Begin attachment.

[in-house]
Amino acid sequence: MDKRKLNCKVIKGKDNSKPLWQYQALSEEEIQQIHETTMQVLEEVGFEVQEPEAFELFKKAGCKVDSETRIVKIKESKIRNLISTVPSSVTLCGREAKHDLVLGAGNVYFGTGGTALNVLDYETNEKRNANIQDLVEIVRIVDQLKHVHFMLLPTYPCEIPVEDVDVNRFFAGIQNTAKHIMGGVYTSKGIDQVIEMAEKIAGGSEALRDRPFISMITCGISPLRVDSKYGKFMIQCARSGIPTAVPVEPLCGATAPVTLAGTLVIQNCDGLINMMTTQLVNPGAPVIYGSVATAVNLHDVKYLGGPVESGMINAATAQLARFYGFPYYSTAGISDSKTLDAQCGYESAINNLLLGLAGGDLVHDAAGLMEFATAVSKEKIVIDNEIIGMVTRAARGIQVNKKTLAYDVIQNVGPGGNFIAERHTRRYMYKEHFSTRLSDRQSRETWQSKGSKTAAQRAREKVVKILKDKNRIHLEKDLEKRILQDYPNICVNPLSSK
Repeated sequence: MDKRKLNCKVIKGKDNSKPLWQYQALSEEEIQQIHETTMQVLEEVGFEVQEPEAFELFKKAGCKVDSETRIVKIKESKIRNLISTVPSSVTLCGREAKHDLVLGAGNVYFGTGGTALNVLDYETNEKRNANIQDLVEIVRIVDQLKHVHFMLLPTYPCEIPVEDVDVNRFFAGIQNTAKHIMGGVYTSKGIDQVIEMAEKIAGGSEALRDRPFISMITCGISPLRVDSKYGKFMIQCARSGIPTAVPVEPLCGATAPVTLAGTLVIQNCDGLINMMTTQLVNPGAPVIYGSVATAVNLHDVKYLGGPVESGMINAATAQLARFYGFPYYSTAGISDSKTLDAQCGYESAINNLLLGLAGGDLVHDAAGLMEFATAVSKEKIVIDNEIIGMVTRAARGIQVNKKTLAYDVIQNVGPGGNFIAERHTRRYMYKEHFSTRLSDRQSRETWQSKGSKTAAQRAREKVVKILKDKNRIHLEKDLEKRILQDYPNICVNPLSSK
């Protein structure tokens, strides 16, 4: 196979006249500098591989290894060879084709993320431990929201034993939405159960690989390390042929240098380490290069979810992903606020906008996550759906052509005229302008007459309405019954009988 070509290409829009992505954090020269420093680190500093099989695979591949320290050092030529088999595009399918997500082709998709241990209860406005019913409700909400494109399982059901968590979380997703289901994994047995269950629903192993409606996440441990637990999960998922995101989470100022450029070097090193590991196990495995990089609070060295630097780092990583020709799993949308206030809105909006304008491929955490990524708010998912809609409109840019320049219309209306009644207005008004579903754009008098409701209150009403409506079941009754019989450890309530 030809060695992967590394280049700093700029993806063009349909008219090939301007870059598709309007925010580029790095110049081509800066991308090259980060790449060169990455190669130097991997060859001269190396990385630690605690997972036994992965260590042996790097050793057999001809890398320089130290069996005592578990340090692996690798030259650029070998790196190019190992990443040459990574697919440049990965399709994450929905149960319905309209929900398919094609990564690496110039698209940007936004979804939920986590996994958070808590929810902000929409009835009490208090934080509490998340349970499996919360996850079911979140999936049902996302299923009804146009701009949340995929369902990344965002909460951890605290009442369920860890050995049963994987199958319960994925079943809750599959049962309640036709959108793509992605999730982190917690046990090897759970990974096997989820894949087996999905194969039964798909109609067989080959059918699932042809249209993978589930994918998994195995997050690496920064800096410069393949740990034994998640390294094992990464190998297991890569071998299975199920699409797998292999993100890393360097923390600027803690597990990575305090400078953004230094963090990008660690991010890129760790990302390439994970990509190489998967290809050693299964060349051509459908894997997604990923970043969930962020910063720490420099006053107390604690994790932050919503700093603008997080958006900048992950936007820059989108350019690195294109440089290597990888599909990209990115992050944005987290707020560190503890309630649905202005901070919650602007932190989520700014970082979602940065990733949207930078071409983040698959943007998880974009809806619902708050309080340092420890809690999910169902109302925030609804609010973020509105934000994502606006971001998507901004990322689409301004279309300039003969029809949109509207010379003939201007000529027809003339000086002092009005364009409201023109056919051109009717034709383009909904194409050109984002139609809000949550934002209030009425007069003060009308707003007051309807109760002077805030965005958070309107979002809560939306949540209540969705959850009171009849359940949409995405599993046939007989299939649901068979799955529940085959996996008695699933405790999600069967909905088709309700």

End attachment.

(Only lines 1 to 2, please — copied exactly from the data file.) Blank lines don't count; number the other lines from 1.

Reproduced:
[in-house]
Amino acid sequence: MDKRKLNCKVIKGKDNSKPLWQYQALSEEEIQQIHETTMQVLEEVGFEVQEPEAFELFKKAGCKVDSETRIVKIKESKIRNLISTVPSSVTLCGREAKHDLVLGAGNVYFGTGGTALNVLDYETNEKRNANIQDLVEIVRIVDQLKHVHFMLLPTYPCEIPVEDVDVNRFFAGIQNTAKHIMGGVYTSKGIDQVIEMAEKIAGGSEALRDRPFISMITCGISPLRVDSKYGKFMIQCARSGIPTAVPVEPLCGATAPVTLAGTLVIQNCDGLINMMTTQLVNPGAPVIYGSVATAVNLHDVKYLGGPVESGMINAATAQLARFYGFPYYSTAGISDSKTLDAQCGYESAINNLLLGLAGGDLVHDAAGLMEFATAVSKEKIVIDNEIIGMVTRAARGIQVNKKTLAYDVIQNVGPGGNFIAERHTRRYMYKEHFSTRLSDRQSRETWQSKGSKTAAQRAREKVVKILKDKNRIHLEKDLEKRILQDYPNICVNPLSSK